• Land within the Arctic region has seasonally varying snow and ice cover.

  • Ecological Impact of Warming on the Arctic:
    • The loss of ice and the warming waters will affect sea levels, salinity levels, current movement and precipitation patterns.
    • The Tundra is returning to the swamp, the permafrost is thawing, sudden storms are ravaging coastlines and wildfires are devastating interior Canada and Russia.
      • Tundra: A type of vegetation, found in regions north of the Arctic Circle and south of the Antarctic Circle. These are treeless regions.
    • The Arctic is also home to about 40 different indigenous groups like Chukchi in Russia, Aleut, Yupik and Inuit in Alaska.

UPSC Civil Services Examination, Previous Year Questions (PYQs)


Q.1 On 21st June, the Sun (2019)

(a) does not set below the horizon at the Arctic Circle
(b) does not set below the horizon at Antarctic Circle
(c) shines vertically overhead at noon on the Equator
(d) shines vertically overhead at the Tropic of Capricorn

Ans: (a)

Q.2 Which of the following statements is/are correct about the deposits of ‘methane hydrate’? (2019)

  1. Global warming might trigger the release of methane gas from these deposits.
  2. Large deposits of ‘methane hydrate’ are found in Arctic Tundra and under the sea floor.
  3. Methane in atmosphere oxidizes to carbon dioxide after a decade or two.

Select the correct answer using the code given below.

(a) 1 and 2 only
(b) 2 and 3 only
(c) 1 and 3 only
(d) 1, 2 and 3

Ans: (d)


  • Methane hydrate is a crystalline solid that consists of a methane molecule surrounded by a cage of interlocking water molecules. It is an “ice” that only occurs naturally in subsurface deposits where temperature and pressure conditions are favourable for its formation.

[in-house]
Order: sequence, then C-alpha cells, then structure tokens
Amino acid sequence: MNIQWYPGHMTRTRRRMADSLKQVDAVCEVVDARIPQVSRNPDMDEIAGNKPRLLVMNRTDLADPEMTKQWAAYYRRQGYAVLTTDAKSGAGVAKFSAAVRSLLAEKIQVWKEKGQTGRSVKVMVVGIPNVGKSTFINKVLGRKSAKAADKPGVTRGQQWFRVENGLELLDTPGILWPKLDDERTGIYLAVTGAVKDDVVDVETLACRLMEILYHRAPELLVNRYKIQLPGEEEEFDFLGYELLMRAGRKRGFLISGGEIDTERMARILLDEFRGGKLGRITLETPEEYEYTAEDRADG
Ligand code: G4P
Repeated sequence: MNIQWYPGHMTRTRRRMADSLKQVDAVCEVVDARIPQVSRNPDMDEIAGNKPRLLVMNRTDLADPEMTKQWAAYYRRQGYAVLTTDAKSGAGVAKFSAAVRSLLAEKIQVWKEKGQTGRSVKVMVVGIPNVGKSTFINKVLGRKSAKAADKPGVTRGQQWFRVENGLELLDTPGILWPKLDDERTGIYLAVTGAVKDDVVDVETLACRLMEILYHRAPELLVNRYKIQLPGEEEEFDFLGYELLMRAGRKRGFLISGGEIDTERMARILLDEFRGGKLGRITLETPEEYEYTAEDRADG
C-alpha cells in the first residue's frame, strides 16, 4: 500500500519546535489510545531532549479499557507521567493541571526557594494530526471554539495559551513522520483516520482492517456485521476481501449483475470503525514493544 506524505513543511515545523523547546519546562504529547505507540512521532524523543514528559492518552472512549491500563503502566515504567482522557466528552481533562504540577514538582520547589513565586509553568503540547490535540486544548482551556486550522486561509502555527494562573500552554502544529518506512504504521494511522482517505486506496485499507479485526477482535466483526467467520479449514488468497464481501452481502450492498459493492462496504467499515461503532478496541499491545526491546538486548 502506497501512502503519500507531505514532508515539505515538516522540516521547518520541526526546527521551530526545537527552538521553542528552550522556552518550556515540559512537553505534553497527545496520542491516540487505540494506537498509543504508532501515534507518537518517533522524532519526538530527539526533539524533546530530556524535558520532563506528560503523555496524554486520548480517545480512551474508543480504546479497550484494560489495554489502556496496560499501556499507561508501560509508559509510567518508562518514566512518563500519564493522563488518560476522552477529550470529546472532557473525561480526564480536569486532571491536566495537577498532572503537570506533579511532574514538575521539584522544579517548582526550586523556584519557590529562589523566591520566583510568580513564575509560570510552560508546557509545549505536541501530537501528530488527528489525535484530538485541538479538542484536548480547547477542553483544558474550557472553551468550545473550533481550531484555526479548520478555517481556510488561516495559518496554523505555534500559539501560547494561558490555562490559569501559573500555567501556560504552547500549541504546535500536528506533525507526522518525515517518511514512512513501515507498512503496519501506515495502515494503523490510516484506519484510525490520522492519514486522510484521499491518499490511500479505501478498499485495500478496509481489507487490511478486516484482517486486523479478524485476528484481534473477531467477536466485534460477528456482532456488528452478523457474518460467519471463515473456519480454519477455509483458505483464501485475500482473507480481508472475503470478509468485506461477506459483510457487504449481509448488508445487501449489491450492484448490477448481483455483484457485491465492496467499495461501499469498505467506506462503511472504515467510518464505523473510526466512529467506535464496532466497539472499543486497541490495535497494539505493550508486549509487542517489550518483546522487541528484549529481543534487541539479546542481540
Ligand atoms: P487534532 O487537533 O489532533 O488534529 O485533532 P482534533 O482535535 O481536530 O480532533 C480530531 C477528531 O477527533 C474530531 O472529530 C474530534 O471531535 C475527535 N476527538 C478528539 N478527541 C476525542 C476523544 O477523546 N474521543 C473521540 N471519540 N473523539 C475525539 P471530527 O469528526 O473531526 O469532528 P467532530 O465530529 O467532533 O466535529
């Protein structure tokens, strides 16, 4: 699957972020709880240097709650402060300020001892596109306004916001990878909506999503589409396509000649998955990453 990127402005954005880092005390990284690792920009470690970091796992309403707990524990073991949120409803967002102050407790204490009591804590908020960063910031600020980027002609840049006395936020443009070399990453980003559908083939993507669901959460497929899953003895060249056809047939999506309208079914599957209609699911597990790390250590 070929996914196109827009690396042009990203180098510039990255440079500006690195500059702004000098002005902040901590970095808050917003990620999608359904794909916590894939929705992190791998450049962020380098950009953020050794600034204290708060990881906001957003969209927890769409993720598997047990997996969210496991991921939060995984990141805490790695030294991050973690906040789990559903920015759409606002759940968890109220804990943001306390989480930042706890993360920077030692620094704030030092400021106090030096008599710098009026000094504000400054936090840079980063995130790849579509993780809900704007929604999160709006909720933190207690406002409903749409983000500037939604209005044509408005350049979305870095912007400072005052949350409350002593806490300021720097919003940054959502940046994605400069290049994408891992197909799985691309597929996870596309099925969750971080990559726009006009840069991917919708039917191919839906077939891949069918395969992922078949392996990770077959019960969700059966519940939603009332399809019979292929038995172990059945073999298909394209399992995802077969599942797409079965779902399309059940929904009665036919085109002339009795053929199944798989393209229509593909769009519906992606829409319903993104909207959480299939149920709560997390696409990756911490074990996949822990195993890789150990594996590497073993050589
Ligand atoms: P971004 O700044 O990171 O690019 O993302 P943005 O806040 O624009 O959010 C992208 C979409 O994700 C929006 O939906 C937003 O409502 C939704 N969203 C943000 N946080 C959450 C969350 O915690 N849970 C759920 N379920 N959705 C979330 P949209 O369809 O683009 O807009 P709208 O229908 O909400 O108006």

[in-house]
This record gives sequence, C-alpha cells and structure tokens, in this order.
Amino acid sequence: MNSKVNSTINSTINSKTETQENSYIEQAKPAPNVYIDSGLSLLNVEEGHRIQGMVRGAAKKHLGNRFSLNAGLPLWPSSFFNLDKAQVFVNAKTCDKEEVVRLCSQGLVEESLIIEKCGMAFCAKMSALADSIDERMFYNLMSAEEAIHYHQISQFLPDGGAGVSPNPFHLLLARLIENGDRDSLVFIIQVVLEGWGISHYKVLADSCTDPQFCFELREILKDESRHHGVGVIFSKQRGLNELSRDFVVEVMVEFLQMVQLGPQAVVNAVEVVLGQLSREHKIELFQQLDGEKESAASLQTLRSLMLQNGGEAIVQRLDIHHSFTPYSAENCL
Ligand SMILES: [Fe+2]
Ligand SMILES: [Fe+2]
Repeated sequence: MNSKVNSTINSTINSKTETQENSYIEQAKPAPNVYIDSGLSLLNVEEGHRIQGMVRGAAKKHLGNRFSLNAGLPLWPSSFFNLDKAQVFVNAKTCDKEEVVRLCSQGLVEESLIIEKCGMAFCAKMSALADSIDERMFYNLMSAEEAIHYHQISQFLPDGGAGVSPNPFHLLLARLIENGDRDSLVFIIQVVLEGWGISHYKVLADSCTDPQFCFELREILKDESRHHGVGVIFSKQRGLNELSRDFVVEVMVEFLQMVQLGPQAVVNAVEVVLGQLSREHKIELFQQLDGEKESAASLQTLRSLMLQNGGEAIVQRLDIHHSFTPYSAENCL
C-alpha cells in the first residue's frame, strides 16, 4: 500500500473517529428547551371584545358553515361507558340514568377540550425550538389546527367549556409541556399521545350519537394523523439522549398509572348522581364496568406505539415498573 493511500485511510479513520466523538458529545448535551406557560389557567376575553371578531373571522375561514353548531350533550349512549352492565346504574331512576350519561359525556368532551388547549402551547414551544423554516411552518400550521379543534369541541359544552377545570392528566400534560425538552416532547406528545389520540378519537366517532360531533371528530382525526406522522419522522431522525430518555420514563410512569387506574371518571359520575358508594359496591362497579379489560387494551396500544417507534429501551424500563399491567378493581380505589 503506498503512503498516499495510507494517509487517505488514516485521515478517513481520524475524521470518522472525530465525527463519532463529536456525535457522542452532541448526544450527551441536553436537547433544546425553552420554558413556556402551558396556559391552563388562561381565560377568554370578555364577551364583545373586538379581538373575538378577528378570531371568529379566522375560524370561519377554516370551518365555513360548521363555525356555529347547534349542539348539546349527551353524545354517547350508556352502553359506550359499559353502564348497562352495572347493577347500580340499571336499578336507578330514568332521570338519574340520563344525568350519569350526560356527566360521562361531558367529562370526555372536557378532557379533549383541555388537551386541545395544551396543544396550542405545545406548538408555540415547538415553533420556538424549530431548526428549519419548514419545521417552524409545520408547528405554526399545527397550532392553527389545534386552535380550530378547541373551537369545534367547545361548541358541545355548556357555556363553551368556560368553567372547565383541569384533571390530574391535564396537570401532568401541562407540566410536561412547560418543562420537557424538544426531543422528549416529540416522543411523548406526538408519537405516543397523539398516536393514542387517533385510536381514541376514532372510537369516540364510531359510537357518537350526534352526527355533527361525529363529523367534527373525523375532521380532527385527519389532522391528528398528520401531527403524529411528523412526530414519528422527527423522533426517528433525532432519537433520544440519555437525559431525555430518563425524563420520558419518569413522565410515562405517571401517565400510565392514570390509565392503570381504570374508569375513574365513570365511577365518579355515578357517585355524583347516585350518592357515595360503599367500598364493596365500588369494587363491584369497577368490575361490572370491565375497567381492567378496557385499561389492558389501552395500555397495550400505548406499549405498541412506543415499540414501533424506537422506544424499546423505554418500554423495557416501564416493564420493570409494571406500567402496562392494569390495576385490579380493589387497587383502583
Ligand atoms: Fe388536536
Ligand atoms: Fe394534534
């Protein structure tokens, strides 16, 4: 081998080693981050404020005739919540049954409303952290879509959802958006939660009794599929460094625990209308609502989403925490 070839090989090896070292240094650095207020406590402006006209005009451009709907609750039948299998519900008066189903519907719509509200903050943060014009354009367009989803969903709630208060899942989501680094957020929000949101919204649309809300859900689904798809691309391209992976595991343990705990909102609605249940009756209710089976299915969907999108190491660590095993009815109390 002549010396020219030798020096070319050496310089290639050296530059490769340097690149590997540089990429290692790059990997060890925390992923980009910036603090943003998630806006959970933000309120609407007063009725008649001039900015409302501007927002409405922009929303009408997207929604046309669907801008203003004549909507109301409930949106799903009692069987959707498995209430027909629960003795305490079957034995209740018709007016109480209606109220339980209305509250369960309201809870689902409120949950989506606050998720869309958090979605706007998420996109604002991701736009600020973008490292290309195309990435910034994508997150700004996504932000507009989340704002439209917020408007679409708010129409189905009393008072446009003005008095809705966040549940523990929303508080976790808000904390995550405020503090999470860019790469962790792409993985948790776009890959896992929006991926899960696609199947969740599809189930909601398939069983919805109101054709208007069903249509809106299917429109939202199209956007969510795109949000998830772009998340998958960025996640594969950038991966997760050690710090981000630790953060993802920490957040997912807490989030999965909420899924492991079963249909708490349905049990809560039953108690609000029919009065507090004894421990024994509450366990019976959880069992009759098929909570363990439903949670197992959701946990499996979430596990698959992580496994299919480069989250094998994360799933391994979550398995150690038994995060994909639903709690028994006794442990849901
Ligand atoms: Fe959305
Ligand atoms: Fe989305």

• Regions with suitable temperature and pressure conditions for the formation and stability of methane hydrate– sediment and sedimentary rock units below the Arctic permafrost; sedimentary deposits along continental margins; deep-water sediments of inland lakes and seas; and, under Antarctic ice. Hence, statement 2 is correct.
  • Methane hydrates, the sensitive sediments, can rapidly dissociate with an increase in temperature or a decrease in pressure. The dissociation produces free methane and water, which can be triggered by global warming. Hence, statement 1 is correct.
  • Methane is removed from the atmosphere in about 9 to 12-year period by oxidation reaction where it is converted into Carbon Dioxide. Hence, statement 3 is correct.
  • Therefore, option (d) is the correct answer.


Q1. Assess the impact of global warming on the coral life system with examples. (2017)

Q2. ‘Climate change’ is a global problem. How India will be affected by climate change? How Himalayan and coastal states of India will be affected by climate change? (2017)

Q3. Discuss global warming and mention its effects on the global climate. Explain the control measures to bring down the level of greenhouse gases which cause global warming, in the light of the Kyoto Protocol, 1997. (2022)